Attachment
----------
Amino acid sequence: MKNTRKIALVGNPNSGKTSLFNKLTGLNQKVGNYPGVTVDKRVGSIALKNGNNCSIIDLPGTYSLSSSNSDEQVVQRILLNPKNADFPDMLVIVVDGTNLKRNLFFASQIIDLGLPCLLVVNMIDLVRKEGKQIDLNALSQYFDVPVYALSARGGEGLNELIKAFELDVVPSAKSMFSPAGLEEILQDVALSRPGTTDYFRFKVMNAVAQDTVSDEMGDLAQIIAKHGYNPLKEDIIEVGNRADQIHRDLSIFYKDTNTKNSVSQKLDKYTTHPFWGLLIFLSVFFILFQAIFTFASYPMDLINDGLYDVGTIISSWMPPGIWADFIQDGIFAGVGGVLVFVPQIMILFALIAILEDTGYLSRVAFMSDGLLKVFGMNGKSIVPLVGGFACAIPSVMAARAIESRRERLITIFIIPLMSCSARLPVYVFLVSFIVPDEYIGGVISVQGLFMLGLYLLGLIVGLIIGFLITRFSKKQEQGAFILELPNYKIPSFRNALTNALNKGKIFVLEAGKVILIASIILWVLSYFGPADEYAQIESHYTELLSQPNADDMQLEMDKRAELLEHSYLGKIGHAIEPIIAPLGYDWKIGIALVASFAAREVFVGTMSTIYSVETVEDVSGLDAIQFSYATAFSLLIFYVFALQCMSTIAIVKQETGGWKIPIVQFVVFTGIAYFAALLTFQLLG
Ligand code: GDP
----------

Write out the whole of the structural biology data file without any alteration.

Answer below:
Amino acid sequence: MKNTRKIALVGNPNSGKTSLFNKLTGLNQKVGNYPGVTVDKRVGSIALKNGNNCSIIDLPGTYSLSSSNSDEQVVQRILLNPKNADFPDMLVIVVDGTNLKRNLFFASQIIDLGLPCLLVVNMIDLVRKEGKQIDLNALSQYFDVPVYALSARGGEGLNELIKAFELDVVPSAKSMFSPAGLEEILQDVALSRPGTTDYFRFKVMNAVAQDTVSDEMGDLAQIIAKHGYNPLKEDIIEVGNRADQIHRDLSIFYKDTNTKNSVSQKLDKYTTHPFWGLLIFLSVFFILFQAIFTFASYPMDLINDGLYDVGTIISSWMPPGIWADFIQDGIFAGVGGVLVFVPQIMILFALIAILEDTGYLSRVAFMSDGLLKVFGMNGKSIVPLVGGFACAIPSVMAARAIESRRERLITIFIIPLMSCSARLPVYVFLVSFIVPDEYIGGVISVQGLFMLGLYLLGLIVGLIIGFLITRFSKKQEQGAFILELPNYKIPSFRNALTNALNKGKIFVLEAGKVILIASIILWVLSYFGPADEYAQIESHYTELLSQPNADDMQLEMDKRAELLEHSYLGKIGHAIEPIIAPLGYDWKIGIALVASFAAREVFVGTMSTIYSVETVEDVSGLDAIQFSYATAFSLLIFYVFALQCMSTIAIVKQETGGWKIPIVQFVVFTGIAYFAALLTFQLLG
Ligand code: GDP